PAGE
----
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How teletherapy has benefited mental health counseling?

Oct, 2020 - By CMI

How teletherapy has benefited mental health counseling?

With the onset of the Covid-19 pandemic Pari Baker, a therapist and clinical social worker in rural Bath County, Virginia, working in an Allegheny Mountains hospital planned to switch to seeing her clients over video call in April. However, she wasn’t sure how it would go as she had never worked that way with clients before.

 

Once she started using telehealth service for seeing her clients she realized that factors such as transportation and bad weather were no longer a problem and also there was a drop in no-show rates for appointments. Along with this she also got new clients nearby areas who have historically been under treatment by mental health care service providers.

 

Moreover, her long-standing clients would relax a bit more in their comfort zones and it was really good to see how teletherapy service has benefited people from being in their own space, says Baker. Thus, telehealth is much more confidential and comfortable and also eliminates the worried of leaving office and seeing someone they knew in the waiting hall. Because of such comfort and advantage offered by teletherapy, now she doesn't want to imagine going back as it would be really devastating and a disservice to the people who are comfortable and enjoying such service.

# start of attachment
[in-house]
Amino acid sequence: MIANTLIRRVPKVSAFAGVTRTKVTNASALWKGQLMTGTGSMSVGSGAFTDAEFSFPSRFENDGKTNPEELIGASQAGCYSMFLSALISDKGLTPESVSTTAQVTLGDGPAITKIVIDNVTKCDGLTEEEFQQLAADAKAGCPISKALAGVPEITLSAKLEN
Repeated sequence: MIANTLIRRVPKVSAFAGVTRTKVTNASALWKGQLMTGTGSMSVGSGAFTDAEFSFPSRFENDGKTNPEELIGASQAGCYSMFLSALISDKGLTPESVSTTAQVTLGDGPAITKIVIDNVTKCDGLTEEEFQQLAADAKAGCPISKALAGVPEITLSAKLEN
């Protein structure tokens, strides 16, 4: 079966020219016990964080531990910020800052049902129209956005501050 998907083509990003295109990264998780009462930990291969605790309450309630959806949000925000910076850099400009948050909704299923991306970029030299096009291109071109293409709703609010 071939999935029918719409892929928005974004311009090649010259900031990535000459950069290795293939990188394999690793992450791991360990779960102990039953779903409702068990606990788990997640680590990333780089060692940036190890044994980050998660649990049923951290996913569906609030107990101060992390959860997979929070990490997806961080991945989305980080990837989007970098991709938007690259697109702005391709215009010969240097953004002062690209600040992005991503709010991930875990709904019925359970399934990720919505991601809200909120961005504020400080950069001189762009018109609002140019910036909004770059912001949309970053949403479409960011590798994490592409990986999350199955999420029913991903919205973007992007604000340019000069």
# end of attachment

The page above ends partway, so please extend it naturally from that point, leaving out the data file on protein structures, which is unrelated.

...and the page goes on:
The tool to conduct remote mental health care service existed for years. But there was an extreme financial disadvantage for providers and clients to use these services as Medicare didn’t pay for most of the teletherapy services and private Medicaid and insurance involved high risk. For instance, some plans paid for it, and others paid at less rate than in-person sessions, which ultimately forced the mental health counselor to take a pay cut or charge their clients more. However, with the onset of the pandemic, the government programs and insurers planned to pay full for teletherapy to many therapists. Also, with teletherapy other issues such as licensing across the different cities for seeing clients have been disappeared and many therapists can offer teletherapy, for the time being without any hassle. Moreover, Katie Gordon, a North Dakota-based psychologist says that it has automatically increased the number of people who are able to be seen and it would be cruel to return back to the way things were before pandemic. 

 

Hence, this pandemic has offered mental health care a much-needed boost into the 21st century. Moreover, it is a chance to reflect not on how the world is evolving in response to the current situation but also how to adapt the changes.

 

No doubt, teletherapy has many advantages but it also has few limitations. For example, in-person sessions are really valuable for people who do not feel comfortable and safe in their home environment. Additionally, people with domestic abuse may not be able to speak openly due to a lack of privacy at their home. Though telehealth services providers have increased access to care, still 21 million Americans do not have access to proper broadband internet.